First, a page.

“On brand” has become a trendy idiom for describing an action that’s very much in line with one’s personality. We now joke about what’s typical of our loved ones by using this description in statements like, “Oh, that’s very on-brand for them.” This expression works because we inherently understand that brands have a personality, one that is consistent, even reliably predictable – down to the very fonts it uses for branding. And when we see a company’s logo, we immediately recognize what kinds of services or products it might offer. We also get a sense of its spirit.
The first step in branding is to define the personality. Then, you’ll have to design a logo, select fonts, and general appearance for the brand that represents this personality and supports your brand guidelines. Essentially, this is an act of making sure your brand always appears, well, “on-brand.”
Why are Fonts Important for Branding?
Part of establishing these important visual cues is choosing a proper font. Most brand logos feature text, and with good reason. Alluding to or displaying your company’s moniker ensures that viewers will later be able to associate the look of your business with a name. Very established, universal brands can get away with removing their name from their logo in some instances because the graphic material itself is so recognizable.
Social media platforms, for example, are widely associated with images: Instagram with the technicolor camera graphic and Twitter with its chirpy white bird on a blue background. Nonetheless, even the most ubiquitous brands have specially-chosen fonts that accompany these images in larger renderings of their logo. For example, many of us can likely bring to mind the whimsical script of Instagram’s brand name.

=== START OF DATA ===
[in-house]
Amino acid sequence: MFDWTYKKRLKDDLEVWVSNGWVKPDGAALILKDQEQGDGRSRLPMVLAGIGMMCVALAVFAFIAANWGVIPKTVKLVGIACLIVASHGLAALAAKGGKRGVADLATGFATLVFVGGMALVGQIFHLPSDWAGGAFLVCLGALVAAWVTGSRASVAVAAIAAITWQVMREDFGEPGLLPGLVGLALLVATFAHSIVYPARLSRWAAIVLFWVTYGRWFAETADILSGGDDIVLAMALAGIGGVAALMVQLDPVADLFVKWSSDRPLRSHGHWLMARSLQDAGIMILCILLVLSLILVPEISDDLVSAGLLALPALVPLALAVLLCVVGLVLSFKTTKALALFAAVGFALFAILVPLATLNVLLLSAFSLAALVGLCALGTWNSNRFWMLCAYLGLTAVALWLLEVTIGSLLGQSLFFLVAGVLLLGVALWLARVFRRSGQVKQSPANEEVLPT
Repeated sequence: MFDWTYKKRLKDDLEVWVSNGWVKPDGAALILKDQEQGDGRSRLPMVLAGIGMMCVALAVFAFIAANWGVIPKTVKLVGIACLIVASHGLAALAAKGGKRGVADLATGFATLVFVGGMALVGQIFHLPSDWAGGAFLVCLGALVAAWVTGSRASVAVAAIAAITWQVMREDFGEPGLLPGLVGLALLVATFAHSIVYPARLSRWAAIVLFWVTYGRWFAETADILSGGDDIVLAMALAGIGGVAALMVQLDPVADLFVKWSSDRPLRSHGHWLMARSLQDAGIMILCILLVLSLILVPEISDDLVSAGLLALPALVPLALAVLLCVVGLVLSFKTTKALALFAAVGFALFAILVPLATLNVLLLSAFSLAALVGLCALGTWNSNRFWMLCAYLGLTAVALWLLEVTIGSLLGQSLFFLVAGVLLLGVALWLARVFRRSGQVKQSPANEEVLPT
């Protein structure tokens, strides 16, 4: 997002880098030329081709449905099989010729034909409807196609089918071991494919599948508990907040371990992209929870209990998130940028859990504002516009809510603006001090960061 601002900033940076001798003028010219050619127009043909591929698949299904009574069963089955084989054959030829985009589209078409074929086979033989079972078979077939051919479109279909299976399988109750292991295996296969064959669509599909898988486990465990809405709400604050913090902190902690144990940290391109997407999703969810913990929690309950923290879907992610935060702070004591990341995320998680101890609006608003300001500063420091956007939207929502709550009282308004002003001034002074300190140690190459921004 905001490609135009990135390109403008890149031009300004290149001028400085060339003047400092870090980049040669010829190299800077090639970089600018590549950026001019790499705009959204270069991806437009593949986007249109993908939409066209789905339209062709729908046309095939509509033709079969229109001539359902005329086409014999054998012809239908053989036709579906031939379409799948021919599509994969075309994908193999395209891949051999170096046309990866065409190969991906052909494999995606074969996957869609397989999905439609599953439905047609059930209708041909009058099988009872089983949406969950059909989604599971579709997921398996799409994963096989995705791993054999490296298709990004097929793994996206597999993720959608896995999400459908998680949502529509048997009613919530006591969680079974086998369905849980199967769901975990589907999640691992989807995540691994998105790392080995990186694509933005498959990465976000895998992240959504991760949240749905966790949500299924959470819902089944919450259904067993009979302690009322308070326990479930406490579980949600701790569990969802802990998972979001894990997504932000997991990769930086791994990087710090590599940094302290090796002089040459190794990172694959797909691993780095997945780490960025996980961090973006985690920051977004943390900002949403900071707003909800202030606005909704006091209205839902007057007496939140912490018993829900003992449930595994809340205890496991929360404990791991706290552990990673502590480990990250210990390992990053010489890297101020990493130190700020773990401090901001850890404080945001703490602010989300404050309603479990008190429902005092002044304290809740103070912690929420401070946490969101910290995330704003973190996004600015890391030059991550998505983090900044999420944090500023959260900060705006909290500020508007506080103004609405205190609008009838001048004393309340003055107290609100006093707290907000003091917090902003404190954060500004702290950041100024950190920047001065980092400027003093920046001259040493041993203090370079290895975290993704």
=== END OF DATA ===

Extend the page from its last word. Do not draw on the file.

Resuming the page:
At least half of the work of correctly branding your company is figuring out your brand’s personality, including how it makes people feel and what it stands for. The rest is a question of design – including what font you pick. It’s important to consider lettering because the best fonts for branding are those that have personality but are clear and legible. Fonts provide an opportunity to not only communicate language but also for define and express character and identity.
What to Consider When Selecting Fonts for Branding
Take a Personality Test
At some point in our lives, we’ve probably all taken a personality test, whether for school, a job interview, or as a fun activity with friends. Think back to the last one you took. Many of the questions likely centered on the kinds of choices you would make in certain scenarios. The resulting answers probably helped form an opinion of your strengths and tendencies.
Now, apply similar logic to your brand. What does your brand do for people? How do you want it to make people feel? Just like you might say that being kind is very “on-brand” for one of your friends, you can make similar determinations for your company. Is your brand always fun and light, or is it a bit more serious? Are you selling comfort and ease or luxury? Consider your target audience and how you might want these individuals to feel about your service or product.
Often, companies aim to give off a sense of trust or reliability. Other brands like to show some edge. Sometimes, brands want to evoke modernity or nostalgia. Take the time to figure out what the feel of your company is so that you don’t unintentionally give off a mixed message. The good news is that you don’t need to be a professional designer to get this aspect right. Some high-profile rebrands have been very controversial among consumers because these designs didn’t capture the spirit of the brand they knew and loved. For example, when Mastercard changed its logo, consumers lost faith because they felt the new visual felt sloppy and confusing. The moral of the story is that sometimes even professionals don’t get branding right. It’s all about knowing the company through and through.